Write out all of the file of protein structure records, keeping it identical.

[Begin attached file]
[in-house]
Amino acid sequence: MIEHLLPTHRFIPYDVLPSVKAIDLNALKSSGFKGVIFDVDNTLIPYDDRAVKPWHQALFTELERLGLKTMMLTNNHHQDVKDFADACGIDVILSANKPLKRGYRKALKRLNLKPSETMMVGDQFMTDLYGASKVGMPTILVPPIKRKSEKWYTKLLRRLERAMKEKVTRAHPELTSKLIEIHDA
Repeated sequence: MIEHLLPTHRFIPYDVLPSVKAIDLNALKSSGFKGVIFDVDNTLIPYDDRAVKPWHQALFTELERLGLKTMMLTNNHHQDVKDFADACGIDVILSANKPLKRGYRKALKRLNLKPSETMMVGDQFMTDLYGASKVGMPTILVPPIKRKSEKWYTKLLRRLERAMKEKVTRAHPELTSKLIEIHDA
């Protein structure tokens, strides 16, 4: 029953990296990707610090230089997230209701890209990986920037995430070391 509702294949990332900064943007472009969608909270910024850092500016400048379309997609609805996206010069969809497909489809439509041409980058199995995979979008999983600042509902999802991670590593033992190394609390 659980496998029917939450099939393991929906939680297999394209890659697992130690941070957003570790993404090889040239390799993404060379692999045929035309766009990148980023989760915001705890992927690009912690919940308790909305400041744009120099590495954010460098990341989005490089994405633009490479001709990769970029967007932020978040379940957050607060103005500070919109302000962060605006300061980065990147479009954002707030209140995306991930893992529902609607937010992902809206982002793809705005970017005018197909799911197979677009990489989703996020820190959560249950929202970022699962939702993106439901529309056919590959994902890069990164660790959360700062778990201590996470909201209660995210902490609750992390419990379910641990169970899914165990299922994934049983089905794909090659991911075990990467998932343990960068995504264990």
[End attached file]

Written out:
[in-house]
Amino acid sequence: MIEHLLPTHRFIPYDVLPSVKAIDLNALKSSGFKGVIFDVDNTLIPYDDRAVKPWHQALFTELERLGLKTMMLTNNHHQDVKDFADACGIDVILSANKPLKRGYRKALKRLNLKPSETMMVGDQFMTDLYGASKVGMPTILVPPIKRKSEKWYTKLLRRLERAMKEKVTRAHPELTSKLIEIHDA
Repeated sequence: MIEHLLPTHRFIPYDVLPSVKAIDLNALKSSGFKGVIFDVDNTLIPYDDRAVKPWHQALFTELERLGLKTMMLTNNHHQDVKDFADACGIDVILSANKPLKRGYRKALKRLNLKPSETMMVGDQFMTDLYGASKVGMPTILVPPIKRKSEKWYTKLLRRLERAMKEKVTRAHPELTSKLIEIHDA
């Protein structure tokens, strides 16, 4: 029953990296990707610090230089997230209701890209990986920037995430070391 509702294949990332900064943007472009969608909270910024850092500016400048379309997609609805996206010069969809497909489809439509041409980058199995995979979008999983600042509902999802991670590593033992190394609390 659980496998029917939450099939393991929906939680297999394209890659697992130690941070957003570790993404090889040239390799993404060379692999045929035309766009990148980023989760915001705890992927690009912690919940308790909305400041744009120099590495954010460098990341989005490089994405633009490479001709990769970029967007932020978040379940957050607060103005500070919109302000962060605006300061980065990147479009954002707030209140995306991930893992529902609607937010992902809206982002793809705005970017005018197909799911197979677009990489989703996020820190959560249950929202970022699962939702993106439901529309056919590959994902890069990164660790959360700062778990201590996470909201209660995210902490609750992390419990379910641990169970899914165990299922994934049983089905794909090659991911075990990467998932343990960068995504264990």